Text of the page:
Monday, December 10, 2012

Montgomery, acceleration and the Common Core

We've covered Montgomery County, MD a few more times on this blog than seems probable, but the issues there seem to reflect the challenges and thinking in many other "good" school districts around the country. So here we go again.

According to a Washington Post article, the district has revamped its math curriculum. Tied to the new Common Core standards, the curriculum aims to cover fewer topics in more depth. The curriculum should be more challenging at grade level, which means that fewer children would need to be accelerated in math. The article says the district claims they'd over-accelerated in the past, with high school math teachers needing to re-cover material that children should have been exposed to before, and with some families needing to hire tutors to help kids keep up in the alleged pressure-cooker.

Of course, the side effect of this, according to some parents, is that it's now harder for kids to accelerate at all. So kids who could zoom ahead are bored, and to add insult to injury, the tone seems to be that frustrated parents just don't "get" the new math emphasis. It is true that some people like to race through things without any understanding, but there are certainly highly intelligent kids who understand pre algebra concepts quite well and deserve to be challenged. This move away from acceleration is putting multiple issues in the same bucket.

I know I sound like a broken record about adaptive digital learning, but one of the reasons I do hope we move toward that system is that kids will ideally be able to move at their own pace (particularly in subjects like pre-algebra math, for which there is a lot of software already). Then acceleration won't mean scheduling issues and sending kids to different classes, which for whatever reason makes a certain proportion of educators go nuts.


Nother Barb said...

Oh, dear, I've just been to a few "high school transition" talks, where they are very proud that the curriculum is becoming more "deep" than "broad and shallow". I didn't think about what that might do to gifted ed in the elementary schools. The common line of "we don't accelerate or grade-skip because we don't want to have any gaps" may become even more common: "Yes, she knows it and can do it six ways to Sunday, but does she UNDERSTAND it?"

And in our district, where the party line is "of course you can't identify giftedness before 3rd grade", it may mean that younger children will be left to shuffle their feet and twiddle their thumbs even more.

5th-8th graders are issued netbooks. Since it's the first year for my 8th grader's teachers, not much has been happening iwth them. But maybe all the teachers will figure out how to use them for adaptive digital learning for other kids, and get their money's worth out of them.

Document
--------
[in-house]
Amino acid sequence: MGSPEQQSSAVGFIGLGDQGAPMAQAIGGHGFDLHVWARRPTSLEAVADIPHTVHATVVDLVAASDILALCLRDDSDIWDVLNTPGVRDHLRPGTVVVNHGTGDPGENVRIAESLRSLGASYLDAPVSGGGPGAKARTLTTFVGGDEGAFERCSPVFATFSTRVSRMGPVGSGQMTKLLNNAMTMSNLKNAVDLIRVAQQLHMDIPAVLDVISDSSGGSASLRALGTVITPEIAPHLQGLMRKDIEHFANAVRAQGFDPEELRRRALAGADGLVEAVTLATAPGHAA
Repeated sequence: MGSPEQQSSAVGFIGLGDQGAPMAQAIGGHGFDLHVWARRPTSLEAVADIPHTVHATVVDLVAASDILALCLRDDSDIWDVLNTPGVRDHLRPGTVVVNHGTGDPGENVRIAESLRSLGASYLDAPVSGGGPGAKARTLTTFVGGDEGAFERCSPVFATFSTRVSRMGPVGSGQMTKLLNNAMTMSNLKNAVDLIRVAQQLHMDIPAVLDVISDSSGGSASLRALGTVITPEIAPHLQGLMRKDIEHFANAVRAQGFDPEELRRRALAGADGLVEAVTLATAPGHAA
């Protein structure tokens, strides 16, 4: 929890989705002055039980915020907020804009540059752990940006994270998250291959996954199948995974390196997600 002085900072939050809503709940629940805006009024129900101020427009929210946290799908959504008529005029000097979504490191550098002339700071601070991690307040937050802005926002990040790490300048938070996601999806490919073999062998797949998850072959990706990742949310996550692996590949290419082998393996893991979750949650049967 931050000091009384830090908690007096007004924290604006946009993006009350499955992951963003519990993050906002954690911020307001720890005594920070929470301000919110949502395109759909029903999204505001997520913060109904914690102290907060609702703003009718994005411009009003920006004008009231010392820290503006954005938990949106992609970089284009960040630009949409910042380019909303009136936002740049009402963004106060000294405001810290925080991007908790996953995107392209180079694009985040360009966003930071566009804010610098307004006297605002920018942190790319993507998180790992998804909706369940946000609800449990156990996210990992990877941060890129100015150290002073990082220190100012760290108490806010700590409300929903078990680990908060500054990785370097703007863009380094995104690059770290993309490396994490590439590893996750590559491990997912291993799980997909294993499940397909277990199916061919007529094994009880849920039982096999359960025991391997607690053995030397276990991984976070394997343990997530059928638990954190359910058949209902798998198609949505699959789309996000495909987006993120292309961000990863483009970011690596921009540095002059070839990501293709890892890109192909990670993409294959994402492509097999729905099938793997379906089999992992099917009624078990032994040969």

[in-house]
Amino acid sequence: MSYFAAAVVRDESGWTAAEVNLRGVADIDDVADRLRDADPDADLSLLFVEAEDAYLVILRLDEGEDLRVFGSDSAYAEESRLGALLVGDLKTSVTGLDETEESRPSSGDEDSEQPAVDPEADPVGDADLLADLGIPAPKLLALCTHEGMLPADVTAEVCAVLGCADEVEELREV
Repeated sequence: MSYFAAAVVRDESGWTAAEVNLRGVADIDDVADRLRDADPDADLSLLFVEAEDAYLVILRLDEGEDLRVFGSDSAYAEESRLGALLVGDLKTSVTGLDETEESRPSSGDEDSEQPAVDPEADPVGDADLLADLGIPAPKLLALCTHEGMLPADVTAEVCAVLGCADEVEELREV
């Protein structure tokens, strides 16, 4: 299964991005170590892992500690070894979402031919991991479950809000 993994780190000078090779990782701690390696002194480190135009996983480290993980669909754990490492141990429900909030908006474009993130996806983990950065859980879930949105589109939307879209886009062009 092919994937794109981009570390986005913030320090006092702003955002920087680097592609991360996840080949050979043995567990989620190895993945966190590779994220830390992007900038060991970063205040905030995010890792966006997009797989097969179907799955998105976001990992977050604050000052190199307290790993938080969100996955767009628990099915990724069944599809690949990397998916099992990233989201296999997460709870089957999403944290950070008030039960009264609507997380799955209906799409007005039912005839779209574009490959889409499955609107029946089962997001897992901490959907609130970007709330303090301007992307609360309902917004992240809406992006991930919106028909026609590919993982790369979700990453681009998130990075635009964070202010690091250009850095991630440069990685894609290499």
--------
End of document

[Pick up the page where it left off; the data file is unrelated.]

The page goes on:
Lgm said...

Shrug. Honors math hasn't been offered here in decades. Accelerated math means your 8th grader takes integrated algebra In 8 instead of 9th grade. Everyone that is serious about math afterschools at their child's instructional level, at an appropriate pace and at the honors depth in order to get on the 8th i. algebra path.

The school math class is used as a g.p.a. booster and test prep since testing out has a lot of hurdles. This is a unionized state, so testing out in order to subject accelerate means the student has to take the exit exam and score at 95% or better (in terms of raw score), perform a project mutually agreed upon with the dept chairperson, and provide proof that the person who gave math instruction privately is certified to do so and on the dept's approved list. If the student takes an accredited course at a college and wants it on his high school transcript for g.p.a. purposes, he is limited by state law to 5.5 high school credits with approval from his principal. A semester of college equals a semester of high school here in credit.

I took the advice from Parents of math brains and high acheivers and followed same route...ace the school stuff, and dyi the real math. District hopping into a district that actually has calc 3 and above at a level sufficient for a math or engineering inclined student is very expensive, as these districts are few and far between. It costs much less to use other providers than pay the tax bills and increases housing costs associated with these districts, if one happens to fall within commuting radius. My school taxes would go up $12k annually and i would have to put $200k more in to purchase an equivalent property if I hopped and there is no guarantee of a seat...far better for me to find other qualified providers.

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